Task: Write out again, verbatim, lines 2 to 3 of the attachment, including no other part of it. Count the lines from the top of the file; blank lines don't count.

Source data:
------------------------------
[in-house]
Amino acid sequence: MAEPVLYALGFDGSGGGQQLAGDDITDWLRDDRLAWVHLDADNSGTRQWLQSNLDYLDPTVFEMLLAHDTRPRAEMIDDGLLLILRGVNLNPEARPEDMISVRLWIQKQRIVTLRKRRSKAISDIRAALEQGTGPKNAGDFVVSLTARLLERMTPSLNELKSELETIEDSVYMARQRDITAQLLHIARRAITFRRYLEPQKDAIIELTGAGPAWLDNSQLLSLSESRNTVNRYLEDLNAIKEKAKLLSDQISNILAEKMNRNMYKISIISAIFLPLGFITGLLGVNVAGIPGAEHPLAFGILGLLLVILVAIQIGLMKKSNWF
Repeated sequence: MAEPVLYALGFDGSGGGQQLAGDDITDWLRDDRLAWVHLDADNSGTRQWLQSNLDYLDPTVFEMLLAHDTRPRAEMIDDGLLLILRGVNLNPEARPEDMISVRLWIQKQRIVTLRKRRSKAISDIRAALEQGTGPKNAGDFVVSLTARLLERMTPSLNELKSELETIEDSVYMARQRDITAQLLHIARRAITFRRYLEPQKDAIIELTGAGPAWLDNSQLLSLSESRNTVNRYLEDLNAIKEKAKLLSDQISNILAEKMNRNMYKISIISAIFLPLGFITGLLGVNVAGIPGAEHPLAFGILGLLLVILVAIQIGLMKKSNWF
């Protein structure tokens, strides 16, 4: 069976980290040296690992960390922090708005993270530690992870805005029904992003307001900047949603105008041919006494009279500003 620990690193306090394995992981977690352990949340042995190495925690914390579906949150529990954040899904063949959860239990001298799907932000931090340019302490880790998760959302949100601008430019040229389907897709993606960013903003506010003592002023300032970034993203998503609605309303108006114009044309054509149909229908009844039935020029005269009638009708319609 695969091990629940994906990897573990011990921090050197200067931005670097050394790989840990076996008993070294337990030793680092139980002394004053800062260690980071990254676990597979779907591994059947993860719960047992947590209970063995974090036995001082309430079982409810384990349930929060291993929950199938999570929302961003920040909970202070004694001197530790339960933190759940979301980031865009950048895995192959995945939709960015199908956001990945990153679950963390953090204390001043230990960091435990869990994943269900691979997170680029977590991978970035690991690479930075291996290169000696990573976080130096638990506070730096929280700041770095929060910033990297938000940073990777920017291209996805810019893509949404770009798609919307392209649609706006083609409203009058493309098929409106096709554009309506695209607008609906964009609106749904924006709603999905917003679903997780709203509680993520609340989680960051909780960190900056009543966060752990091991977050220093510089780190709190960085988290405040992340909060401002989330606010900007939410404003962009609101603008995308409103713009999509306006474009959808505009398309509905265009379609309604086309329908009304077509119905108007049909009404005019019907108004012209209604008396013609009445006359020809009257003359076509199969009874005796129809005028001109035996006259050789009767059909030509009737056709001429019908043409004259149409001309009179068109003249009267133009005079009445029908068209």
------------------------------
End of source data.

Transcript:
Amino acid sequence: MAEPVLYALGFDGSGGGQQLAGDDITDWLRDDRLAWVHLDADNSGTRQWLQSNLDYLDPTVFEMLLAHDTRPRAEMIDDGLLLILRGVNLNPEARPEDMISVRLWIQKQRIVTLRKRRSKAISDIRAALEQGTGPKNAGDFVVSLTARLLERMTPSLNELKSELETIEDSVYMARQRDITAQLLHIARRAITFRRYLEPQKDAIIELTGAGPAWLDNSQLLSLSESRNTVNRYLEDLNAIKEKAKLLSDQISNILAEKMNRNMYKISIISAIFLPLGFITGLLGVNVAGIPGAEHPLAFGILGLLLVILVAIQIGLMKKSNWF
Repeated sequence: MAEPVLYALGFDGSGGGQQLAGDDITDWLRDDRLAWVHLDADNSGTRQWLQSNLDYLDPTVFEMLLAHDTRPRAEMIDDGLLLILRGVNLNPEARPEDMISVRLWIQKQRIVTLRKRRSKAISDIRAALEQGTGPKNAGDFVVSLTARLLERMTPSLNELKSELETIEDSVYMARQRDITAQLLHIARRAITFRRYLEPQKDAIIELTGAGPAWLDNSQLLSLSESRNTVNRYLEDLNAIKEKAKLLSDQISNILAEKMNRNMYKISIISAIFLPLGFITGLLGVNVAGIPGAEHPLAFGILGLLLVILVAIQIGLMKKSNWF